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Shock-O-Rama: Double Dose of a Lady-Fu
Totally not a dirty Euphemism
By Chuck Francisco
April 25, 2014
Angela Mao Ying fans rejoice!
© Shout! Factory
Some films simply aren't strong enough to whirl on their own roundhouse kicking feet as standalone home releases. This isn't a scifi techno handicapper beam kick to the ribs of a downed Arena, nor the smashing of a comically large cognac snifter over the head of Night of 1,000 Cats, both of which are available as sets with other such flicks. I adore such films, but not every movie deserves the collector's edition treatment from a Scream Factory. I say this only because we don't live in an ideal world. If we did, and cult/horror was the food of love, then "play on" would say I. We shouldn't lament the state of releases, not when distributors are doubling down on dried 70's popcorn fare such as Hapkido and Lady Whirlwind (available this week as a "Martial Arts Double Feature" from Shout Factory).
That's right Angela Mao Ying fans, your double feature day staring the First Lady of Kung-Fu has finally kicked its way into your cinema solar plexus. She's at the absolute top of her game in both films, even if one them stagnates around her. The sad truth is that one of these films vastly outclasses the other in both plot and ass kicking choreography. But which one? Lady Whirlwind has the vastly superior sounding title, but falls via one on one combat in pretty much all other forms to Hapkido. Like the battle between Bruce Lee and Chuck Norris from The Way of the Dragon, the mismatch is apparent right from the opening sequences.
Hapkido tells the tale of three Chinese martial arts students who return to their Japanese occupied native country to open a fighting school. In rapid fashion they find themselves under attack by the local Japanese school and their overwhelming force. It doesn't help that the kind hearted martial artist Fan Wei (Sammo Hung in my favorite role of his) continually steps in to take on the Japanese students menacing the villagers, exacerbating the situation at every turn. In short order Angela Mao's Kao Yu Ying is left to enter a series of amazingly choreographed fight sequences to exact bloody vengeance. Hapkido shines because it present sympathetic characters, who use their abilities responsibly, even to their own detriment. It's the classic western motif of the hero taking the high road, though she suffers so. The ending fight will really suck you in. Keep a sharp eye peeled and you may just glimpse a super young Jackie Chan (equipped with wispy facial hair though he may be) during one of the Japanese school fight sequences. Yes, one of.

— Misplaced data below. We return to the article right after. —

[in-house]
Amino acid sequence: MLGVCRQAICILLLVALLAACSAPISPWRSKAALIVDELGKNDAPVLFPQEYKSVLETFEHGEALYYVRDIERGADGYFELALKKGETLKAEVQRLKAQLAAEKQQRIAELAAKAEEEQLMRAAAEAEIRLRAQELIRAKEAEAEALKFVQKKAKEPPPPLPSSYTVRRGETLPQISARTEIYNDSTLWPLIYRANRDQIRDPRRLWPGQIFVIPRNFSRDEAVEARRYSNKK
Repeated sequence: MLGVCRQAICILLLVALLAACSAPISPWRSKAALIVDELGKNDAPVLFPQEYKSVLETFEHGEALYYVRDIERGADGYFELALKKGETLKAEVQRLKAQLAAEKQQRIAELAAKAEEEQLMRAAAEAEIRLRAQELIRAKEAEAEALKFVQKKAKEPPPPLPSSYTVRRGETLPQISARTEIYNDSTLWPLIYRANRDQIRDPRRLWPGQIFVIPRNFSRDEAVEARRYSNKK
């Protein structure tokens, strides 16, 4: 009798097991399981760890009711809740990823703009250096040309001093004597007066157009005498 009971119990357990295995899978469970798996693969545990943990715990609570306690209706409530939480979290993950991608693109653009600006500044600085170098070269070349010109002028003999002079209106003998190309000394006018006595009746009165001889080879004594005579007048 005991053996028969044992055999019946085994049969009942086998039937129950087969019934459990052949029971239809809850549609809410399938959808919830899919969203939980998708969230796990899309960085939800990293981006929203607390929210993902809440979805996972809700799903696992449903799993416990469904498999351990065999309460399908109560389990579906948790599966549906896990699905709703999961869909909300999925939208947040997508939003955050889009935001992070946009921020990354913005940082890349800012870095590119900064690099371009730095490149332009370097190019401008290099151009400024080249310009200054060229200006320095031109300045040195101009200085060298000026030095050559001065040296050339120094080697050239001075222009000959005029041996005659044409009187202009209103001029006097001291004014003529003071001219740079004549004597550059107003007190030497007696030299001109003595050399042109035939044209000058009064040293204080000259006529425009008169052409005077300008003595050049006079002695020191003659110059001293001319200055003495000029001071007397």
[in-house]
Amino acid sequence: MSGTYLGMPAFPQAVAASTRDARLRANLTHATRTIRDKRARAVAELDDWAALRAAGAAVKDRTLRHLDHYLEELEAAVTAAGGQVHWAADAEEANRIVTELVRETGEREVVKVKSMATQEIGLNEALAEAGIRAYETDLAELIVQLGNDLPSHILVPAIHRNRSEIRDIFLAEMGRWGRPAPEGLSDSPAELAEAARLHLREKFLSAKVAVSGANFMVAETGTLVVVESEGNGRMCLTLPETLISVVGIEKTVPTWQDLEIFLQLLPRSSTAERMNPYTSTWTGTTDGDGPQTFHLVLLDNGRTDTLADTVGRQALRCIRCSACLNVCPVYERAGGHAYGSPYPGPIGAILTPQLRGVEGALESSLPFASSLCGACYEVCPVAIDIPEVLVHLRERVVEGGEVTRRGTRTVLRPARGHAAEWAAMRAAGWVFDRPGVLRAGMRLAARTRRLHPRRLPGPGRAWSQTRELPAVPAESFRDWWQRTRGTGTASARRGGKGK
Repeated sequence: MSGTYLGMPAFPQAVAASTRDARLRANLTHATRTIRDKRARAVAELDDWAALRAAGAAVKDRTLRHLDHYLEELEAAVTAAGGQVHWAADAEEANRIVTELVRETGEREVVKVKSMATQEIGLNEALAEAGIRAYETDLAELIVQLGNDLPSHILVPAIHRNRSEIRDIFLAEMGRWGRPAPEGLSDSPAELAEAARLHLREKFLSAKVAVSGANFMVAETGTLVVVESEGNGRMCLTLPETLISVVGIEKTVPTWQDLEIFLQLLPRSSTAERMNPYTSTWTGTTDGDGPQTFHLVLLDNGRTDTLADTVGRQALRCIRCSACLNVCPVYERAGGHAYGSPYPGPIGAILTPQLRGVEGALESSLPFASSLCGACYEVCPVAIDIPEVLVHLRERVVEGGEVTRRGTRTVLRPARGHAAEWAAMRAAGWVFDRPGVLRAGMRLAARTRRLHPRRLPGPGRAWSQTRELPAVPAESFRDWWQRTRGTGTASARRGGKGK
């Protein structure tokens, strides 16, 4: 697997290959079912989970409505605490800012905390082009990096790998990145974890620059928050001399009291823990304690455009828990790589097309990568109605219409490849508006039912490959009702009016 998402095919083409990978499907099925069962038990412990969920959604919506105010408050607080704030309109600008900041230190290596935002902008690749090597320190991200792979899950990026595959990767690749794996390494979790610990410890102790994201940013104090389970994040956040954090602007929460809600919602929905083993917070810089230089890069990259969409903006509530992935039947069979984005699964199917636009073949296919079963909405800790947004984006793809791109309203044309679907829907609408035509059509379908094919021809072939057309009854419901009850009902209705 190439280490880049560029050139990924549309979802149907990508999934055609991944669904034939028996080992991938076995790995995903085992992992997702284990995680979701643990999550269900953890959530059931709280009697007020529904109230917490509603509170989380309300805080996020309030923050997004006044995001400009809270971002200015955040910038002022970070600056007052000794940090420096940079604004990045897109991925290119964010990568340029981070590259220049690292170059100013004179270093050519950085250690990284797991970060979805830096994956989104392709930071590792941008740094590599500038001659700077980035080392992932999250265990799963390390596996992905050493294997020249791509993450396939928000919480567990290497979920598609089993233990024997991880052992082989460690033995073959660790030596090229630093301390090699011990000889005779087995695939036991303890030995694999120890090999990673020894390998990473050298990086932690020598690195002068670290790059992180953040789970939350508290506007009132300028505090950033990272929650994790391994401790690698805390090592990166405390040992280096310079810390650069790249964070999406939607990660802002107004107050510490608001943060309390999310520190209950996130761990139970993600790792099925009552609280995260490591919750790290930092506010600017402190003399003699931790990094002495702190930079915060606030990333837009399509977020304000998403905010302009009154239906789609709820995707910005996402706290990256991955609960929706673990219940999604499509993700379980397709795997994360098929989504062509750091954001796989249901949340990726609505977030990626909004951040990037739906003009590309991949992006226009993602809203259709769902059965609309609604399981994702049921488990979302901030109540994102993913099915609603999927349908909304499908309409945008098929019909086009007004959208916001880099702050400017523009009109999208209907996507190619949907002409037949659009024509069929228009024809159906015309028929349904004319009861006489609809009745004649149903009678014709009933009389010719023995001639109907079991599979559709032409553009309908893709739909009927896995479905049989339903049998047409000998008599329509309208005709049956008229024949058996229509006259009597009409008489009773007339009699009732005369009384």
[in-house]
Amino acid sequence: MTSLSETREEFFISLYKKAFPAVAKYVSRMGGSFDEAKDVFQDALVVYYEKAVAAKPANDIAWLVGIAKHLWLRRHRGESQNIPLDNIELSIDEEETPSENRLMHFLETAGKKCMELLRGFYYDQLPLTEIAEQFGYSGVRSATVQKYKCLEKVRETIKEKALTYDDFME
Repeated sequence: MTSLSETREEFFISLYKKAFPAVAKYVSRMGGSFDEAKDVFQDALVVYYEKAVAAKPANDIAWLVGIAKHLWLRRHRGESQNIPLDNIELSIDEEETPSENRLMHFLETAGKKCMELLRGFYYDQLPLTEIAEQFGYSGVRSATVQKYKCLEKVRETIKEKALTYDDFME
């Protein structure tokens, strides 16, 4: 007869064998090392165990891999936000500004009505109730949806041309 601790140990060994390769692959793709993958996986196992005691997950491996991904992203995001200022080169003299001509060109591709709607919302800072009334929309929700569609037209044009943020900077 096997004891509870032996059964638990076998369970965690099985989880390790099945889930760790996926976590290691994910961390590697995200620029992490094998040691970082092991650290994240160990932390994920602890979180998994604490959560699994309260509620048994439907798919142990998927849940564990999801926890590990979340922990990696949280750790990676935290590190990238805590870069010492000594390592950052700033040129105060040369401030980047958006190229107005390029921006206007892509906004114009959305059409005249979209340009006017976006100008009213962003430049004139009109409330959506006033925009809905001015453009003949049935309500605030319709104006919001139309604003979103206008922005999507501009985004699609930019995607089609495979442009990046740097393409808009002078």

Lady Whirlwind suffers right off the mark from a much more convoluted plot. Angela Mao plays Tien, who seeks to avenger the suicide of her pregnant sister on the man who left her, Ling. Ling is on his own mission to dismantle the local gambling/opium syndicate with a flurry of fists and feet. After seeking Ling for several years, Tien inexplicable agrees to allow him several days to enact his own vengeance before she wreaks hers. Even more confusingly, she saves him and then assists in his quest once he's had his ass handed to him. The fights here are far less memorable, with the exception of the gambling hall scene where Tien works the tables with James Bond level charisma, before busting it up like Jason Bourne. Sammo Hung rides the bench for the other team in this flick, as the bumbling lackey in charge of the gaming hall, and in the process gains a plethora of gnarly facial scars. Chicks dig scars, sure, but I doubt to this degree.
The film transfer for both of these movies is far from pristine, in fact during Hapkido the picture and sound track continually switch between what is probably two different beat up film sources. The result is a soundtrack that noticeably goes from low and clear to loud and over trebled. Accompanying that is a picture which shifts in degrees from normal to highly contrasted. This doesn't happen nearly as much in Lady Whirlwind (or perhaps, since I watched Hapkido first, I'd merely become accustomed to it). Shout and Scream Factory fans are probably scratching your heads at this point, since they're the company which delivers into your curst cult hands amazingly beautiful new transfers of lesser known gems. It appears that these transfers were done by Chinese distributor Fortune Star Media Limited, and merely being marketed stateside by Shout! Factory.
I would speculate though that the folks who have been clamoring for more Angela Mao in their fragile classic kung-fu lives are likely the same people who will get a gleeful kick out of the visible source imperfections. These are not bone fide classics which richly deserve half a million dollar restorations; we're lucky to get releases of them at all. Personally, I dig these kind of releases. That pop of a slightly frazzled frame sends an explosive impulse up my brainstem, unleashing a hadouken of nostalgic delight. It's the crane style to my weaker tiger style (seriously, does tiger style ever win in these films?). This martial arts double feature will appeal to a very specific set of fans out there. Those of you whose Kung-fu is a match for mine. You know who you are.
Chuck Francisco is a columnist and critic for Mania, writing Shock-O-Rama, the weekly look into classic cult, horror and sci-fi. He is a co-curator of several repertoire film series at the world famous Colonial Theatre in Phoenixville, PA. You can hear him drop nerd knowledge on weekly podcast You've Got Geek or think him a fool of a Took on Twitter.